This question already has an answer here:
Please see my post at https://stackoverflow.com/questions/17707380/exceptional-examples-of-complete-html-css-pages.
I would like some help here in basically getting an answer to the question or making an appropriate question that gets the answer I'm seeking. I don't agree that the question as intended actually violates the tenets of SO, but I can almost see how it could be misunderstood as such.
The need, in a nutshell, is: a highly "usable" reference for good current HTML/CSS, and I think exemplars are one of the most usable ways of accomplishing this. Hopefully this can be made into a valid SO question, since SO is the site that provides reliable answers to technical questions about computer software development.
The trouble with HTML/CSS is that people have a million ways of hacking pages together despite the very well-defined standards for how you should use the technologies. 99.99% of HTML/CSS that has been written and is currently "in the wild" is an atrociously bad approximation of how those technologies are supposed to be used, as are 99% of tutorials and other ways of learning how to make HTML/CSS.
That, coupled with the fact that the technologies keep getting improved, and that we are now at a point in history when the latest HTML/CSS technologies haven't had that much time for people to start using them properly, makes the need for good examples of their proper use quite high. Part of it is a matter of making an individual page "do the right thing" by using the technologies as they were intended, part of it is making the whole heterogenous web "do the right thing" by using the tech as it was intended, and part of it is just saving people from very badly reinventing lots of wheels.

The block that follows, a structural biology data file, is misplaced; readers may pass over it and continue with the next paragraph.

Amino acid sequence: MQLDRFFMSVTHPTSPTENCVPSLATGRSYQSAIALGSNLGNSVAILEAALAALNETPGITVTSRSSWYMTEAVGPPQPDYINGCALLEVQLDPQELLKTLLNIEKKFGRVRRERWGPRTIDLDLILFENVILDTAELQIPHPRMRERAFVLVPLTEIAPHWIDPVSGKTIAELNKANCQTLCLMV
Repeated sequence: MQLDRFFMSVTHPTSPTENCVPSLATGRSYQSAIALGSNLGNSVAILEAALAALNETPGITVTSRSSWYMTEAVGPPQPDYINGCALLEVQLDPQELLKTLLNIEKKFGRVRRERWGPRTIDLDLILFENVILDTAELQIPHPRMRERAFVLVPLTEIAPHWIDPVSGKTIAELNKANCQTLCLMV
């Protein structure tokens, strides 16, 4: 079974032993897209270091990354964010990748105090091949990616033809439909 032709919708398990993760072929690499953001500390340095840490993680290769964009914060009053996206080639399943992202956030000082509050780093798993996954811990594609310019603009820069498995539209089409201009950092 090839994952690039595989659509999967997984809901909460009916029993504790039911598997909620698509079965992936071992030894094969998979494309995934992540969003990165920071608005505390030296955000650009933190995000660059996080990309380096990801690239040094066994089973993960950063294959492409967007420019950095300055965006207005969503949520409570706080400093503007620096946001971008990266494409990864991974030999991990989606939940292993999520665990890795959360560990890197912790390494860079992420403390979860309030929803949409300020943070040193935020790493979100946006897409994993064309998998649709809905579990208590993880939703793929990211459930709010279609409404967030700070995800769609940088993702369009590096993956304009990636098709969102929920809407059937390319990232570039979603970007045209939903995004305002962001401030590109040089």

Of course I know that tutorials and examples of "best practices" or "correct usage" for particular features of these technologies are a dime a dozen. Like the majority of people on SO, I have over ten years of experience making HTML/CSS. But, beside the fact that these tutorials typically contradict each other and are typically very badly written, they are by nature much more difficult to use than just studying a complete page of some particular type that is written using code and conventions (and comments?) rigorously verified by the expertise of crowds, such that if I want to know how to do Thing X, I can just look at the code and see how the best of the best do it and how the W3C probably intended it to be done.
Google and other large companies that make extensive use of HTML/CSS and other web technologies do post quite a lot of exemplary material, but none of it that I have seen is about complete pages. I guess what I'm in search of is sort of a definitive encyclopedia of elegantly-engineered web page patterns that can be copied, pasted, and studied, and which is always up-to-date with the best technologies currently available. And crucially, which prioritizes example over instruction.
Having an up-to-date library of exemplars not only is the best teacher of good habits for an individual, socially it would seem to support more efficient progress in the technology and use of the web in general, especially if we respect as we should the intelligence of "copy-and-pasters" who, being the majority and the diversity, are (and historically have been) most responsible for making the free open web as abundant as it is. A good web depends on highly-granular modularity, which in turn depends on highly tested, verified, and decoupled chunks of code.